New Zealand held an 8-1 lead over the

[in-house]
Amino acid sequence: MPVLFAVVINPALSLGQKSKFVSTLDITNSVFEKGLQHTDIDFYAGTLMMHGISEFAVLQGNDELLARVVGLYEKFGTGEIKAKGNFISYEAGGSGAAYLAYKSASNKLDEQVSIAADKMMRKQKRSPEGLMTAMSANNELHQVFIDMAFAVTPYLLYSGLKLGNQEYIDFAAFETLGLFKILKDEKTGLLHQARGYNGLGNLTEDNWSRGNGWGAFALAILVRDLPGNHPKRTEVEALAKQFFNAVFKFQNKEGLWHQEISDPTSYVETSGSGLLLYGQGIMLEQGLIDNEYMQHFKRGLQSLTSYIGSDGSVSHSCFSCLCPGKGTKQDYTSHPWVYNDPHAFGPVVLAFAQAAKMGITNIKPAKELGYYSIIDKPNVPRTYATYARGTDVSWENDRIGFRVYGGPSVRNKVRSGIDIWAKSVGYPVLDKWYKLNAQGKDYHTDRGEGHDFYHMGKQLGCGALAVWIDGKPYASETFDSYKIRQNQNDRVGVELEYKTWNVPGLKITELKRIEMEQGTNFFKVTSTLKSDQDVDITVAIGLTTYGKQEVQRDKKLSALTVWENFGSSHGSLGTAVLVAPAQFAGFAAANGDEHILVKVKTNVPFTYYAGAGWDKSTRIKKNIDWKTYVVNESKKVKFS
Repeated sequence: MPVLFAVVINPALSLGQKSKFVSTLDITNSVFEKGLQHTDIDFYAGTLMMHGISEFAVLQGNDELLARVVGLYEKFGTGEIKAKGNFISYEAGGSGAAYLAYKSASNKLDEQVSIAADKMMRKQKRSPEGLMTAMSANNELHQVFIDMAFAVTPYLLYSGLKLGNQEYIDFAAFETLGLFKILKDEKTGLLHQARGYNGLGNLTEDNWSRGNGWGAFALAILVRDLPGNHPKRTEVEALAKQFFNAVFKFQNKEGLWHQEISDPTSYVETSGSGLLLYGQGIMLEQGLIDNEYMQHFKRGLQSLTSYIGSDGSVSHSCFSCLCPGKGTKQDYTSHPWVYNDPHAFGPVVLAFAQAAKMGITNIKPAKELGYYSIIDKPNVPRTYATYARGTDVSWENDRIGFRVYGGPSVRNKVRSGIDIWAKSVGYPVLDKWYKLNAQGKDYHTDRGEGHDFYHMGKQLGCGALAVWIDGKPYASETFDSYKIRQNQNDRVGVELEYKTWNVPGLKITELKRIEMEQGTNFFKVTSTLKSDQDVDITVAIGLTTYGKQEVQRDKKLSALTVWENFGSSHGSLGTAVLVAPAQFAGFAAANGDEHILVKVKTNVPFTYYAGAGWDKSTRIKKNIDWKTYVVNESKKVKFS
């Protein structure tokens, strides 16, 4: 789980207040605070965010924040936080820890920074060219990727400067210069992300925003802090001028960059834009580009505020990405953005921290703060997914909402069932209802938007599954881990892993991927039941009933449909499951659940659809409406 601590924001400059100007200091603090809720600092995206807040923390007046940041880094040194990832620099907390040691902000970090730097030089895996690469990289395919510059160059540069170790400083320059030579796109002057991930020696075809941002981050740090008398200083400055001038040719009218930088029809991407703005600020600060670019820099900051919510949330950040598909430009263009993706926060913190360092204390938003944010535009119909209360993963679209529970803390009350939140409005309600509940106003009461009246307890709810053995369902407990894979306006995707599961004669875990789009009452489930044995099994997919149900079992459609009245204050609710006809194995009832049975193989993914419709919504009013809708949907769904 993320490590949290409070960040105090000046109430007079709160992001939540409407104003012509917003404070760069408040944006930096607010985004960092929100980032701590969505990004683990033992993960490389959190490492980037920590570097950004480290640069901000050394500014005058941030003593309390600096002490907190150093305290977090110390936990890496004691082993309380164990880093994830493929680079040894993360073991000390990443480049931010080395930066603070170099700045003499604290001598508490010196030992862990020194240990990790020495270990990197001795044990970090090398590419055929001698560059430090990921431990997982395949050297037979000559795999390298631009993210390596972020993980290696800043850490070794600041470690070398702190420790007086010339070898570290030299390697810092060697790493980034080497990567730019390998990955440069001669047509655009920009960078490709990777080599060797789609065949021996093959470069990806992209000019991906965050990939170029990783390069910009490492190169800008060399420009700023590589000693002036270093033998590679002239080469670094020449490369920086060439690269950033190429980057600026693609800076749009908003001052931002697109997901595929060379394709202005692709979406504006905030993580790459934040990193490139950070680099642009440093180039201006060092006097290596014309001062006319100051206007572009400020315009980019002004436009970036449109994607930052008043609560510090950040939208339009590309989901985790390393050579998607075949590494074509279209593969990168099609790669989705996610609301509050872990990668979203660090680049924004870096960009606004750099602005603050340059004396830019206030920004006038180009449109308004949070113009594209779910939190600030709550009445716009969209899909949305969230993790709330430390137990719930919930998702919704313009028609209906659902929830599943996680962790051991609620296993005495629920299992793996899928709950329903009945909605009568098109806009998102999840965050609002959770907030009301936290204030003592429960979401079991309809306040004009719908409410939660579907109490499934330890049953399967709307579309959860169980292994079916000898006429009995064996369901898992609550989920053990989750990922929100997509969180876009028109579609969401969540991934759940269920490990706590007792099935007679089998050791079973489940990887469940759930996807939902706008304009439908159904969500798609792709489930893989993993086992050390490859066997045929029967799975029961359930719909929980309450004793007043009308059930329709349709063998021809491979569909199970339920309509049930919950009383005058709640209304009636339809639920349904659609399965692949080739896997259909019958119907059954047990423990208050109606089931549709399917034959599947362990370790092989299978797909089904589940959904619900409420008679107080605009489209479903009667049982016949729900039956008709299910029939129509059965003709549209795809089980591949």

USA in the America's Cup, only to watch the Americans win eight straight races to claim the Cup. With a championship on the line, what are the biggest chokes in sports over the last 25 years? — Jay Hart 10. Chris Webber, 1993 National Championship Game: Admittedly, he was a freshman in college and Michigan was trailing North Carolina by two with just 19 seconds to go, so to say they choked the game away is a stretch. Still, Webber started by travelling, which wasn't called, then called a timeout that Michigan didn't have. Game over. Fab Five out. 9. New York Knicks, 1995: How do we know the Knicks choked this one away? Because Reggie Miller, hands around neck, told us so. The situation: Game 1 of the Eastern Conference Semifinals, Knicks up six with 18.7 seconds to go. Then Miller hit a three-pointer, intercepted the ensuing inbounds pass, stepped back and drained another three. Tie game. After a pair of John Starks missed free throws, Miller was fouled, drained both of his free throws and Indiana won. The Pacers won the series in seven. 8. Texas Rangers, 2011 World Series: Holding a 3-2 series lead against St. Louis, the Rangers twice were one strike away from claiming their first World Series victory. The first came in the ninth, when David Freese tripled to tie the game, and again in the 10th, when Lance Berkman's RBI single evened things up again. Freese' homer in the 11th won it for the Cardinals, who pummeled the Rangers 6-2 in Game 7. 7. Gary Anderson, 1998 NFC Championship Game: Through the regular season, Anderson had been as reliable as could be. Literally. He was 35-for-35, 67-for-67 on extra points to become the first kicker in NFL history to go an entire season without a miss, so a 38-yard attempt to give the Minnesota Vikings a 10-point lead and assure them a berth in the Super Bowl was all but guaranteed. Until he missed it wide left. A few minutes later, the Atlanta Falcons tied the game, then won it on a field goal in overtime. 6. Memphis, 2008 NCAA Championship Game: Most remember this game for Mario Chalmers' 3-pointer to send the game to overtime. What they forget is that Memphis held a 9-point lead with just 2:12 to go. At that point, Kansas started to foul and Memphis obliged by missing four of its final five free throws, giving the Jayhawks a chanced to get back into the game, which they did, eventually winning in overtime. 5. Houston Oilers, 93 Wild Card Game: Dubbed "The Comeback," this tests the classification of choke vs. comeback. Did the Oilers choke away a 32-point lead or did the Buffalo Bills produce the greatest comeback of all-time. The answer lies somewhere in the middle – the Bills have to get credit for a 28-point third quarter – but no doubt the Oilers are still smarting over a game they let get away. 4. Greg Norman, 1996 Masters: Norman held a 6-stroke lead heading into the final round of the Masters. He lost by five strokes. A 78 versus Nick Faldo's 67 turned the tournament on its head and provided Norman with his third career runner-up finish at August. 3. San Francisco Giants, 2002 World Series: With one out in the bottom of the seventh inning of Game 6, and the Giants holding a 5-0 and 3-2 series lead, Dusty Baker went to the mound to take out his pitcher, Russ Ortiz. As Ortiz went toward the dugout, Baker handed him the game ball, one he likely thought would be a keepsake after a Giants World Series victory. A 3-run seventh and another 3 runs in the eighth gave the Anaheim Angels the victory, forced a Game 7, which the Angels won 4-1. 2. New York Yankees, 2004 AL Championship Series: Not only did the Yankees become the first team in Major League Baseball to blow a 3-0 series lead, but they did it with a one-run lead heading into the ninth inning of Game 4. The Boston Red Sox went on to win the series and their first World Series in forever, but they can thank the Yankees for choking this one away. 1. Jean Van de Velde, 1999 British Open: Three-stroke lead with one hole to play. Couldn't ask for anything better, right? The engraver of the Claret Jug certainly thought so, which is why Van de Velde's name was engraved on the winner's trophy, only to have to be scratched out after he made triple-bogey on 18, then promptly lost to Paul Lawrie in a playoff.